Send the link below via email or IMCopy
Present to your audienceStart remote presentation
- Invited audience members will follow you as you navigate and present
- People invited to a presentation do not need a Prezi account
- This link expires 10 minutes after you close the presentation
- A maximum of 30 users can follow your presentation
- Learn more about this feature in our knowledge base article
Malay Traditional Musical Instruments
Transcript of Malay Traditional Musical Instruments
Done by: Josiah - (12)
(These are the instruments that I am going to talk about)
The Kompang is played in a large Kompang ensemble. The percussion is played with an interlocking rythmic pattern to accompany choral singing. The Kompang is popularly used in wedding ceremonies.
Let"s watch a video!
The angklung is a musical instrument made of two bamboo tubes attached to a bamboo frame. The tubes are carved to have a resonant pitch when struck and are tuned to octaves. The base of the frame is held in one hand, whilst the other hand strikes the instrument. This causes a repeating note to sound. Each of three or more performers in an angklung ensemble play just one note or more, but altogether complete melodies are produced. The angklung is popular throughout Southeast Asia, but it originated in what is now Indonesia and has been played by the Sundanese for many centuries.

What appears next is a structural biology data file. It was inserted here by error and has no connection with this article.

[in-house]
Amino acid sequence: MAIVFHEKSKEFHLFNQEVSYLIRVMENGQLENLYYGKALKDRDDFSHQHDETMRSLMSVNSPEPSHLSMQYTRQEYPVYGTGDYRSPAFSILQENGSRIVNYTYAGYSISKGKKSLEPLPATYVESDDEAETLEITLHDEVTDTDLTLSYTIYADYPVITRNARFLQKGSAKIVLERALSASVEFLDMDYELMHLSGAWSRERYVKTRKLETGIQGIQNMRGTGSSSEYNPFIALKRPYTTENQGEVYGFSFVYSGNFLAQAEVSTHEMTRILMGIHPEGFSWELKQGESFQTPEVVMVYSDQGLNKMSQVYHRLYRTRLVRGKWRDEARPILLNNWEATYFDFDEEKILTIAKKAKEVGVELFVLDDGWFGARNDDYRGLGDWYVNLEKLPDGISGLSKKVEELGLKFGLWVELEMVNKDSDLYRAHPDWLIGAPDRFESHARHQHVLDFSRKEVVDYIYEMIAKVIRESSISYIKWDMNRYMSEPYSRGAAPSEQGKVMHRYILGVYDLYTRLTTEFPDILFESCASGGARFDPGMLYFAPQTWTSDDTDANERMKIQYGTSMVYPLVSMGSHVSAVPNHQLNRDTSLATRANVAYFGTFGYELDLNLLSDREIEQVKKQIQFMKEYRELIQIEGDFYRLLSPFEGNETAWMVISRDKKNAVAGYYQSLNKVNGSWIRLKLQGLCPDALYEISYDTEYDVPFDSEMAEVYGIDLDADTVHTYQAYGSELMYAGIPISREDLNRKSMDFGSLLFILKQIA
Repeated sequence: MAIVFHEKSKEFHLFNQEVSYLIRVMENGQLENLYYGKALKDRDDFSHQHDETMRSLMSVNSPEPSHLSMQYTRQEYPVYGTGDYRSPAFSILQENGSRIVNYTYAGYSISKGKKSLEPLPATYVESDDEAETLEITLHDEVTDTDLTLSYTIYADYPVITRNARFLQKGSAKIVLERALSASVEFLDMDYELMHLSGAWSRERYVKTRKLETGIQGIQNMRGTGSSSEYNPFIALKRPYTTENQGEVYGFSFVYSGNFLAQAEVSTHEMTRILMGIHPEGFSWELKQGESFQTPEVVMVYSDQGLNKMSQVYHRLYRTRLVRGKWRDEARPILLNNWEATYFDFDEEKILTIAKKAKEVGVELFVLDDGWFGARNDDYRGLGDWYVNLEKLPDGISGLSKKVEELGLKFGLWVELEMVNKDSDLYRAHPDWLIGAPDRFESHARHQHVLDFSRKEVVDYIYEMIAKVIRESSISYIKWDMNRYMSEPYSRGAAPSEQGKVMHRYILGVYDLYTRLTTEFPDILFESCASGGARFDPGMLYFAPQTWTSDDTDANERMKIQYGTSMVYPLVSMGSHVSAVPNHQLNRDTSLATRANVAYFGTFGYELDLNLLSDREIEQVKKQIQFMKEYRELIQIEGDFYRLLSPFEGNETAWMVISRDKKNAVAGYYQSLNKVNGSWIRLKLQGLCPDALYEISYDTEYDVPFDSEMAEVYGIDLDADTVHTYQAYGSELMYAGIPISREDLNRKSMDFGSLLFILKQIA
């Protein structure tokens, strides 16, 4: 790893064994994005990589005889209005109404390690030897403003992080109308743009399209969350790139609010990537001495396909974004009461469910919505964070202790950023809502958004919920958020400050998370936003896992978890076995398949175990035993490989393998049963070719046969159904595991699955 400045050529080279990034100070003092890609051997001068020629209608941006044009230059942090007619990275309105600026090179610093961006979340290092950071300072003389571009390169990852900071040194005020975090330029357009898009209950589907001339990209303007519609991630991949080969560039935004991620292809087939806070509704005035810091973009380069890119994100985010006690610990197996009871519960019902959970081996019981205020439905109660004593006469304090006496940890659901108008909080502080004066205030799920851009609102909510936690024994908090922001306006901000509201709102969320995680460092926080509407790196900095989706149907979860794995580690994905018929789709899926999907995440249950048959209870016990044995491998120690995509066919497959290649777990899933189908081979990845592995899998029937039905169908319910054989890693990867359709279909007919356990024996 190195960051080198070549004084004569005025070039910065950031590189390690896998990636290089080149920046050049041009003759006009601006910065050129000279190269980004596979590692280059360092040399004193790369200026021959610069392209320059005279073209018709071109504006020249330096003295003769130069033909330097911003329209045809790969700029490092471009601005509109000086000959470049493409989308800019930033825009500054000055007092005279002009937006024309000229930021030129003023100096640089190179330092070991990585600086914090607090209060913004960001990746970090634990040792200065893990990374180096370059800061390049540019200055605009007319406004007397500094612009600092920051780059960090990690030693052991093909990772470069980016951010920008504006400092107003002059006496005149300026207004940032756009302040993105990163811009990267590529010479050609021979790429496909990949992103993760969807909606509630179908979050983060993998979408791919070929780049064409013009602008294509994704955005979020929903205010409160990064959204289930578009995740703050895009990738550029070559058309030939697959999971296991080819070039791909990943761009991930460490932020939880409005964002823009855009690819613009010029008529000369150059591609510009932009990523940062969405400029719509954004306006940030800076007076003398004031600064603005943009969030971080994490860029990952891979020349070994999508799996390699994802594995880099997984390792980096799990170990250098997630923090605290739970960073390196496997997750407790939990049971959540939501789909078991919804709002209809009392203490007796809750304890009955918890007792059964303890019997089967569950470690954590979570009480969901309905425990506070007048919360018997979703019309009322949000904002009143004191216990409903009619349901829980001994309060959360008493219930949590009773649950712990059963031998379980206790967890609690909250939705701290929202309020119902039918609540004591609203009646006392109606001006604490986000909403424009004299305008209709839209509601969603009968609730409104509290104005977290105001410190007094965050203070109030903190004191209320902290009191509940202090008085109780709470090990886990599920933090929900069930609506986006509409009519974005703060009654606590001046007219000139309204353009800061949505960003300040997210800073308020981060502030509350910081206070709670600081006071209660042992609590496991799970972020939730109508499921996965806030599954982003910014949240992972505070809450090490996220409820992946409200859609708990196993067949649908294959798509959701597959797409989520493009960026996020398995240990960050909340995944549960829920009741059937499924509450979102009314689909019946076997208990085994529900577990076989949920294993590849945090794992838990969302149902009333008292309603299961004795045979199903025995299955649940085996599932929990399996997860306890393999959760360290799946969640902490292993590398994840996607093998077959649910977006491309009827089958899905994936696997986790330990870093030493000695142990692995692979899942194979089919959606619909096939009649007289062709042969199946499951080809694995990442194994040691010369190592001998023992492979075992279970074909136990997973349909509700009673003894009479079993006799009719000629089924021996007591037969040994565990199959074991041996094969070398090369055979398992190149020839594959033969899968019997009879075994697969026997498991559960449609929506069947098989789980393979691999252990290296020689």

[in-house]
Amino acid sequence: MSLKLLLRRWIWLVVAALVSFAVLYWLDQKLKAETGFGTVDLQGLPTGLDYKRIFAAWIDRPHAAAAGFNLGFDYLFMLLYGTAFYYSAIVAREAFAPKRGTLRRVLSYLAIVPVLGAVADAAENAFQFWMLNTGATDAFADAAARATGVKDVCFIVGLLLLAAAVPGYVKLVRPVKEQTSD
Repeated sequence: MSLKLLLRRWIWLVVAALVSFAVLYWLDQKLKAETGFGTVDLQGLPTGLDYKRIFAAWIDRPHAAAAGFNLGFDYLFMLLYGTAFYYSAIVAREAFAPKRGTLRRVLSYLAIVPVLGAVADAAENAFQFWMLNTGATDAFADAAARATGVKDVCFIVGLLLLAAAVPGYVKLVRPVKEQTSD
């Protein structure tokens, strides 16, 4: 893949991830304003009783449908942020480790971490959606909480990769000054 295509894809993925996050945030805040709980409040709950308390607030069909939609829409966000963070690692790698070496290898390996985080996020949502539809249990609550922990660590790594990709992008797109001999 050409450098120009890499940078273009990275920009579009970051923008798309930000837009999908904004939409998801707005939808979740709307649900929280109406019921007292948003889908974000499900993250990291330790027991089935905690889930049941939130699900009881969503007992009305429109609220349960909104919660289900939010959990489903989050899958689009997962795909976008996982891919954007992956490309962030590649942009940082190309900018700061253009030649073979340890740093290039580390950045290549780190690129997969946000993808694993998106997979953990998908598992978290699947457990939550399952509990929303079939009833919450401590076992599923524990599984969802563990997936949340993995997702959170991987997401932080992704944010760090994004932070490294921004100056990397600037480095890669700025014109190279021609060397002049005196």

Let's watch a video!
Rihanna "Umbrella" - Angklung/Bamboo Version
Kompang Performance at Bedok Community Centre @ 27.6.2009
The rebab is a type of bowed string instrument so named no later than the 8th century and spread via Islamic trading routes over much of North Africa, the Middle East, parts of Europe, and the Far East. The bowed variety often has a spike at the bottom to rest on the ground, and is thus called a spike fiddle in certain areas, but plucked versions like the kabuli rebab.The rebab, though valued for its voice-like tone, has a very limited range (little over an octave), and was gradually replaced throughout much of the Arab world by the violin and kemenche. It is related to the Iraqi instrument the Joza, which has four strings.
Let's watch a video!
How to play rebab
Acknowledgement: wikipedia, srimahligai.htm and Youtube
thank YOu for viewing my prezi!
Done By: Josiah - (12)